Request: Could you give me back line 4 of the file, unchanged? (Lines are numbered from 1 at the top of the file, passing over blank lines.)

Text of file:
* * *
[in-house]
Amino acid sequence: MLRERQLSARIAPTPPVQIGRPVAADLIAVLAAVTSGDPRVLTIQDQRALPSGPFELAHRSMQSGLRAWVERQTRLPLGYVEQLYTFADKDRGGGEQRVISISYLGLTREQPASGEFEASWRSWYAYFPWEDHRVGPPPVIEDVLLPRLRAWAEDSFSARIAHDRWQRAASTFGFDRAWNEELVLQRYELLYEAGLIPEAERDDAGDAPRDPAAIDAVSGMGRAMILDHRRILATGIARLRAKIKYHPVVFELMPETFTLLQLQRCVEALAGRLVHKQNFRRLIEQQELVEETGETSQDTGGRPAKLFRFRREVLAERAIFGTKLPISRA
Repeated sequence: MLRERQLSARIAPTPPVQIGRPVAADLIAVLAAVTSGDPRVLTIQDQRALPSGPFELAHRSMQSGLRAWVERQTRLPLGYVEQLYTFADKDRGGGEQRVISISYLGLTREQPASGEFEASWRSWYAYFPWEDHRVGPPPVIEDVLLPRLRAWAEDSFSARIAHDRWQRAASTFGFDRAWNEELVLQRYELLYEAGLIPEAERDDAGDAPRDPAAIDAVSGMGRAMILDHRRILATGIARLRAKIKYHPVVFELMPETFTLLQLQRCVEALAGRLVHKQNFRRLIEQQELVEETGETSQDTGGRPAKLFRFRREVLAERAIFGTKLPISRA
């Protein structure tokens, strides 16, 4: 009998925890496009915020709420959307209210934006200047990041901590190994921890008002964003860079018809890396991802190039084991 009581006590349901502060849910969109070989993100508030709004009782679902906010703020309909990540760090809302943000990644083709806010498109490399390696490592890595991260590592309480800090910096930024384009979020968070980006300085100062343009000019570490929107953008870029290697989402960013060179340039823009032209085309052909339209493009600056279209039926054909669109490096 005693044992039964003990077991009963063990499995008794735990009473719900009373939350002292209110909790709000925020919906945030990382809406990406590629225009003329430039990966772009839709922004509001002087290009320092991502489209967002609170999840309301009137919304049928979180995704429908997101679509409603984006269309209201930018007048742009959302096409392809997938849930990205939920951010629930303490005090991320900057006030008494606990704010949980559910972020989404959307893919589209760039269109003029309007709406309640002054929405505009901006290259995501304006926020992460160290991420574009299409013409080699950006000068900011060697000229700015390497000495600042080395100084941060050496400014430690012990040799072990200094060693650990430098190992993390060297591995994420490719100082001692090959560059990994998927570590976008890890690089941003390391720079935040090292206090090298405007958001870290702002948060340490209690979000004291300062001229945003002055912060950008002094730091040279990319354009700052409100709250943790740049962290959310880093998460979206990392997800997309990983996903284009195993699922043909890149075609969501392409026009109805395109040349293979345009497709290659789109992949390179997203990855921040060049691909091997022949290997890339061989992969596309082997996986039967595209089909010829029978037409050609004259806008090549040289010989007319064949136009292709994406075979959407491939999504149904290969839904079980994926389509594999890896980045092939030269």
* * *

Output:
């Protein structure tokens, strides 16, 4: 009998925890496009915020709420959307209210934006200047990041901590190994921890008002964003860079018809890396991802190039084991 009581006590349901502060849910969109070989993100508030709004009782679902906010703020309909990540760090809302943000990644083709806010498109490399390696490592890595991260590592309480800090910096930024384009979020968070980006300085100062343009000019570490929107953008870029290697989402960013060179340039823009032209085309052909339209493009600056279209039926054909669109490096 005693044992039964003990077991009963063990499995008794735990009473719900009373939350002292209110909790709000925020919906945030990382809406990406590629225009003329430039990966772009839709922004509001002087290009320092991502489209967002609170999840309301009137919304049928979180995704429908997101679509409603984006269309209201930018007048742009959302096409392809997938849930990205939920951010629930303490005090991320900057006030008494606990704010949980559910972020989404959307893919589209760039269109003029309007709406309640002054929405505009901006290259995501304006926020992460160290991420574009299409013409080699950006000068900011060697000229700015390497000495600042080395100084941060050496400014430690012990040799072990200094060693650990430098190992993390060297591995994420490719100082001692090959560059990994998927570590976008890890690089941003390391720079935040090292206090090298405007958001870290702002948060340490209690979000004291300062001229945003002055912060950008002094730091040279990319354009700052409100709250943790740049962290959310880093998460979206990392997800997309990983996903284009195993699922043909890149075609969501392409026009109805395109040349293979345009497709290659789109992949390179997203990855921040060049691909091997022949290997890339061989992969596309082997996986039967595209089909010829029978037409050609004259806008090549040289010989007319064949136009292709994406075979959407491939999504149904290969839904079980994926389509594999890896980045092939030269």